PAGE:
The Daily Times
By Amy Beth Miller
amy.miller@thedailytimes.com

Kim Trevathan planned to hit the couch Thursday night and watch a Cubs game.

After paddling 652 miles up the Tennessee River over the past eight weeks, Trevathan said he was ready for baseball and maybe a pizza.

If he had known what the first four miles would be like, he might not have done it, Trevathan said during a phone interview Wednesday, the day before he completed the journey at Holston River Park in Knoxville.

“It was really difficult at first,” he said.

When he first paddled down the Tennessee River two decades ago, Trevathan started in late August. The latest journey started in Paducah, Ky., on March 21, with winds about 20 mph and the temperature around 40 degrees.

He already had delayed the launch by about a week because Kentucky Dam was spilling so much water — about 200,000 cubic feet per second.

A friend pushing off the Old Town Discovery canoe pushed down on the gunnel, letting water in the boat that soaked Trevathan’s arm. Big swells on the river made it like paddling in the ocean, Trevathan said.

“You could almost say I’ve gone through four seasons since March 21,” he said. This week the temperature topped 90 degrees.

While the first month was hard, as he completed the journey Trevathan said, “I feel really good.”

An associate professor of writing communication at Maryville College, Trevathan took a sabbatical this semester with a grant from the Appalachian College Association.

His first journey led to his writing the book “Paddling The Tennessee River: A Voyage on Easy Water.”

Now he plans to write about the changes in the landscape, environmental quality and culture along the river, as well as the changes in himself, physically and mentally. Trevathan’s 60th birthday was in April.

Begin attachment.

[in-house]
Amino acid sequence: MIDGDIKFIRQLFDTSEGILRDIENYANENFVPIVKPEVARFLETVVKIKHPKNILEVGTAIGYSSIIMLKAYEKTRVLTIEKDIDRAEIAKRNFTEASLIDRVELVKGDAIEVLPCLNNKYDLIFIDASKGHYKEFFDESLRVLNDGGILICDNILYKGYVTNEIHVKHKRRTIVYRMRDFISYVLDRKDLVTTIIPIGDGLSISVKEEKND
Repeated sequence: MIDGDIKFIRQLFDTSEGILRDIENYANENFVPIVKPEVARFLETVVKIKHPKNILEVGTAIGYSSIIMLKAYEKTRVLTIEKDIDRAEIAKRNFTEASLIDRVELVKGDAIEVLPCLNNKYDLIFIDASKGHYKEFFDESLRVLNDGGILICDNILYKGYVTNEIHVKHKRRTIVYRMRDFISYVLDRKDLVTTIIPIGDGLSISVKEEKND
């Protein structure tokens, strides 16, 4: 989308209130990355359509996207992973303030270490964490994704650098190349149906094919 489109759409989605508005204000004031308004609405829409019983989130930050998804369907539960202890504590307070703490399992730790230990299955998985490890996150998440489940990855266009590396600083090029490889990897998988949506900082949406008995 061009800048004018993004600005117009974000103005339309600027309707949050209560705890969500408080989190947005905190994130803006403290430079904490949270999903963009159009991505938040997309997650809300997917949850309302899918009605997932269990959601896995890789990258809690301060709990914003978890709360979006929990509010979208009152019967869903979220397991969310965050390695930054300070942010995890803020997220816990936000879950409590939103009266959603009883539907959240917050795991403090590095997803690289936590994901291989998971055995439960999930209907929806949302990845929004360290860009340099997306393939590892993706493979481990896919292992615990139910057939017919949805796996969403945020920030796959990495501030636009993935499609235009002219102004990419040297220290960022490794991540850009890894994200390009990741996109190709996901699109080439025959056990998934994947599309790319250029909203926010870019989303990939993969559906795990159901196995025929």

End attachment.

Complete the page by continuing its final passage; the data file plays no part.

Maggie’s mishaps
Traveling with Trevathan this time was a mixed-breed rescue dog named Maggie, about 9 months old and 60 pounds when they started.

She took to the canoe the first time Trevathan took her out as a puppy on Tellico Lake.

While she stays still in the boat, Trevathan said, “on land she kind of goes berserk,” jumping on people with the enthusiasm of a puppy.

About 200 miles into the journey, however, she jumped out of the boat as the doors were opening in the second lock, Pickwick. The lock operator saw what happened and closed the doors.

Maggie apparently learned from that experience not to swim off, but she’s a different dog on land.

Trevathan sometimes paddled up to the bank and let Maggie take a break when he stayed in the canoe, until the day she took off in a heavily wooded area near Wheeler Lake.

He left the canoe and made his way through the woods to a road, looked both ways and saw no sign of Maggie. Back at the canoe, however, his phone already had a message from someone who had found her, thanks to a HomeAgain tag.

“After that she’s been my prisoner,” he said.

Not quite roughing it

Trevathan powered his trip with a double-bladed paddle and no motor, wanting an experience close to the American Indians and fur traders who first navigated the river.

His hands were sore and cut open at the beginning, but the first month prepared him for the rest.

Knowing the river well, he wasn’t in a hurry and some days didn’t paddle at all.

Three huge rains hit while he was traveling through Mississippi and Alabama, one flooding his campsite.

Although he took dehydrated camping food, he sometimes ate at restaurants or stayed with friends.

After one rough stretch he spent a night in a floating cabin at Hales Bar Marina on Nickajack Lake to reward himself.

Changes along the river
Trevathan’s trip was also a way to raise awareness of the condition of the Tennessee River, the source of drinking water for millions of people, and the need to protect it.

While in many areas the water visually appeared to be fine, Trevathan also saw eddies where trash collected and a place near Guntersville with large items including a refrigerator, television and toilet seat in the river.

The trip brought attention to Tennessee Riverkeeper, a group dedicated to protecting the Tennessee and Cumberland rivers and their tributaries. A Facebook fundraising page set a goal of $1,304 and by Thursday evening had raised $1,210.

Trevathan plans to quickly write a first draft of his new book. However, first he’ll have to determine whether he can retrieve notes from a voice recorder that also took a dip in the water.

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